Ober Gatlinburg is an amusement park and ski area, located in the Smoky Mountains overlooking Gatlinburg, Tennessee. It offers a mall, ice skating rink, a snack bar, a lounge, a video arcade, a full service restaurant and various gift and clothing stores. Outside, you'll find a number of cool amusements like an Alpine Slide, ski slopes, a black bear habitat, a mountain coaster and tubing slides. In order to get to Ober Gatlinburg, you've got to drive through the downtown Gatlinburg strip and take their aerial tram up the mountain. The tram ride itself is a bit unnerving for a guy like me who is afraid of heights. It's especially unnerving when the tram passes by another tram going the opposite way and they both shake a bit. But, it's all in my head, as aerial trams are incredibly safe. Once we got up the mountain, we poked around the mall area and checked out the things to do inside. I was actually impressed that the snacks and drinks (especially beer) were reasonably priced for an amusement area. Their Reuben is actually pretty tasty.

We eventually went outside and got on the chair lift that brings you to the top of Mount Harrison. Again, being afraid of heights, this was a particularly nervous trip for me at the beginning, but I calmed down pretty quickly. Halfway up the mountain is the drop-off for the Alpine Slide where you can get on a handbrake-enabled cart and slide down the mountain. If you elect to keep going up the mountain, you'll reach the top in about 15 min from that point. At some point, you'll have your picture taken by an automatic camera. There wasn't much of a view when we went up due to the weather rolling in. But, it's still nice up there. Heading down via the chair lift was a lot less nerve wracking than heading up. The ride put me at ease enough to head back up again, this time to stop mid-way and dart down the mountain via the Alpine Slide. Those things can really get moving, especially around the corners.

The rest of the family went on the famous Ober Gatlinburg Mountain Coaster while I stayed behind to watch the little one. There was a pretty long wait for them to go, but I'm told that they thought it was worth it. I could tell by the look on their faces in the pictures that the auto-camera took of them. Which brings me to another point: The folks at Ober Gatlinburg are pretty snap happy. You get your picture taken coming off the aero-tram, going up the chair lift, riding the mountain coaster and sliding down the tubing hill. At about 10 bucks a pop multiplied by several family members each, it got to be pretty pricey. The folks at Ober Gatlinburg call it "memory insurance". Your wallet may have another word for it.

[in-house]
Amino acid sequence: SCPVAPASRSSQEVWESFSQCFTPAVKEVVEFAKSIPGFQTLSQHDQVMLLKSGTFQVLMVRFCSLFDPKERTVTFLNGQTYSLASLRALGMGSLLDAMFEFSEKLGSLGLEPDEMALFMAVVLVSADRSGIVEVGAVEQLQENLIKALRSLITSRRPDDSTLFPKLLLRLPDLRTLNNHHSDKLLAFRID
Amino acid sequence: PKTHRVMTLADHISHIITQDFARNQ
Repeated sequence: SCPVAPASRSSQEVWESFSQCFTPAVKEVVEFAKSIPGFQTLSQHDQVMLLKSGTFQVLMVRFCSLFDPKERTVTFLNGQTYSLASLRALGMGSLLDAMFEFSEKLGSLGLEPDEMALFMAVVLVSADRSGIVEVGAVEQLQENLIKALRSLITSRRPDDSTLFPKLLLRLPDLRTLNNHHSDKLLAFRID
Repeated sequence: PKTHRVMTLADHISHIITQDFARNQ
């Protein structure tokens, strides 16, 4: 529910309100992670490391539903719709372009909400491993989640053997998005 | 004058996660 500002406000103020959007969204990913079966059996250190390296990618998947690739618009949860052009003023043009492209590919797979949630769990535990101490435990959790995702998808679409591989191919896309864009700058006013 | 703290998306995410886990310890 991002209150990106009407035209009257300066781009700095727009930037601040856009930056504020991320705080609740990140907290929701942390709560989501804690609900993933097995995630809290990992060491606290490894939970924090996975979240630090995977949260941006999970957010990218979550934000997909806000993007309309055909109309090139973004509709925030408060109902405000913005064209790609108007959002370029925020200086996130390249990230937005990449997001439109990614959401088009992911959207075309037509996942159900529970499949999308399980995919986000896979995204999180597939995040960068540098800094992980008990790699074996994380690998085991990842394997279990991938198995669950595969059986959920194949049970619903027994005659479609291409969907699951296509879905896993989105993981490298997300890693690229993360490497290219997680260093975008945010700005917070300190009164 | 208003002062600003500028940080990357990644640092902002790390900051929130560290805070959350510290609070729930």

Not Much To See Here. Riding The Chair Lift Down Mount Harrison

Thursday, March 17, 2016

Foxfire Mountain

We're motoring around the great Smoky Mountains this week for a family vacation. Our first stop today was Foxfire Mountain, located in Sevierville, Tennessee in the foothills of the Great Smoky Mountains National Park. The mountain has had its share of brushes with history. It had been home to an iron mine, a Confederate military camp and a private farm. Now, it's the home of Foxfire Mountain Adventures and offers a number of fun activities such as Zip Lining, Four wheeling, hiking and bear crawler tours. Foxfire Mountain Adventures boasts the highest rock climbing wall in Tennessee, the second highest zip line course int he country and the longest swinging bridge in the United States. We didn't do any zip lining because our youngest wasn't old enough to do it. We did, however, hike over the bridge to the waterfall. The entire area is peaceful and quite scenic. The prices for zip lining seem pretty reasonable, and the hike over the bridge will cost you around $20, but it's worth it.

Monday, March 14, 2016

Pinball Arcade

Back when I was in college, my friends and I would spend far too much time and money in the lobby of our residence hall playing pinball. There were two games that we were particularly fond of: Addam's Family and Bram Stoker's Dracula. Manufactured by Bally/Midway in 1992, Addams Family is the best selling pinball machine of all time. Bram Stoker's Dracula was released in 1993 and was especially noteworthy for it's "Mist Multi-Ball" where a magnet was used to drag a ball across the board and the player was required to knock it loose from the magnet's grasp in order to start the multi-ball.